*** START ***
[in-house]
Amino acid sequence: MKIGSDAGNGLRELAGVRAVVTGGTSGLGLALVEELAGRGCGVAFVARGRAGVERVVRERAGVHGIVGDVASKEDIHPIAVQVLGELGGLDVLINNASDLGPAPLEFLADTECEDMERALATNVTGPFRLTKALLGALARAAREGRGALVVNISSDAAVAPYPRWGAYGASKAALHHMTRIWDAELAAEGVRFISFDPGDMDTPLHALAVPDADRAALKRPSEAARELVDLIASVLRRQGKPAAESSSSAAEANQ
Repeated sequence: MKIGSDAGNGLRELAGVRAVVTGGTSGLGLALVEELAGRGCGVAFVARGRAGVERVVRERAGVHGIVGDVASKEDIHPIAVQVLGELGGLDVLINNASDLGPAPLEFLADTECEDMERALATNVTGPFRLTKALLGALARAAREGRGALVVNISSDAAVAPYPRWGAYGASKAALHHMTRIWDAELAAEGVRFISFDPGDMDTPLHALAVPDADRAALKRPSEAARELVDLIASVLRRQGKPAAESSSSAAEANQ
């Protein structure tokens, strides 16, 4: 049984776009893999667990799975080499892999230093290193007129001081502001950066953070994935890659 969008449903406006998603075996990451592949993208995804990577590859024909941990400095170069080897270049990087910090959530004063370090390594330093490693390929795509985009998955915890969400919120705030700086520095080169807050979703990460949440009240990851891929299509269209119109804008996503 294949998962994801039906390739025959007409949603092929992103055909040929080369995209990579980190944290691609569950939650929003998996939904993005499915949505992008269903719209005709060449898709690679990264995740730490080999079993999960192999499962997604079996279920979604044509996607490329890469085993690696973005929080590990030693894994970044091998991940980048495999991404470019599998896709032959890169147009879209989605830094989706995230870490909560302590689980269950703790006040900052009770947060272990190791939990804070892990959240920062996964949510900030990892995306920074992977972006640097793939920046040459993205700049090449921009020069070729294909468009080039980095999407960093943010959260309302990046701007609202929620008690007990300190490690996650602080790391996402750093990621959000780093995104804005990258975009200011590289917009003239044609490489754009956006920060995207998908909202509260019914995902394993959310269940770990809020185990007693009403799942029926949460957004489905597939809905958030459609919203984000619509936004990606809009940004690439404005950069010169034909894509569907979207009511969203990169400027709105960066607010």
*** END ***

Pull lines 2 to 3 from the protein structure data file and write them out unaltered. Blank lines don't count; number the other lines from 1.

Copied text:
Amino acid sequence: MKIGSDAGNGLRELAGVRAVVTGGTSGLGLALVEELAGRGCGVAFVARGRAGVERVVRERAGVHGIVGDVASKEDIHPIAVQVLGELGGLDVLINNASDLGPAPLEFLADTECEDMERALATNVTGPFRLTKALLGALARAAREGRGALVVNISSDAAVAPYPRWGAYGASKAALHHMTRIWDAELAAEGVRFISFDPGDMDTPLHALAVPDADRAALKRPSEAARELVDLIASVLRRQGKPAAESSSSAAEANQ
Repeated sequence: MKIGSDAGNGLRELAGVRAVVTGGTSGLGLALVEELAGRGCGVAFVARGRAGVERVVRERAGVHGIVGDVASKEDIHPIAVQVLGELGGLDVLINNASDLGPAPLEFLADTECEDMERALATNVTGPFRLTKALLGALARAAREGRGALVVNISSDAAVAPYPRWGAYGASKAALHHMTRIWDAELAAEGVRFISFDPGDMDTPLHALAVPDADRAALKRPSEAARELVDLIASVLRRQGKPAAESSSSAAEANQ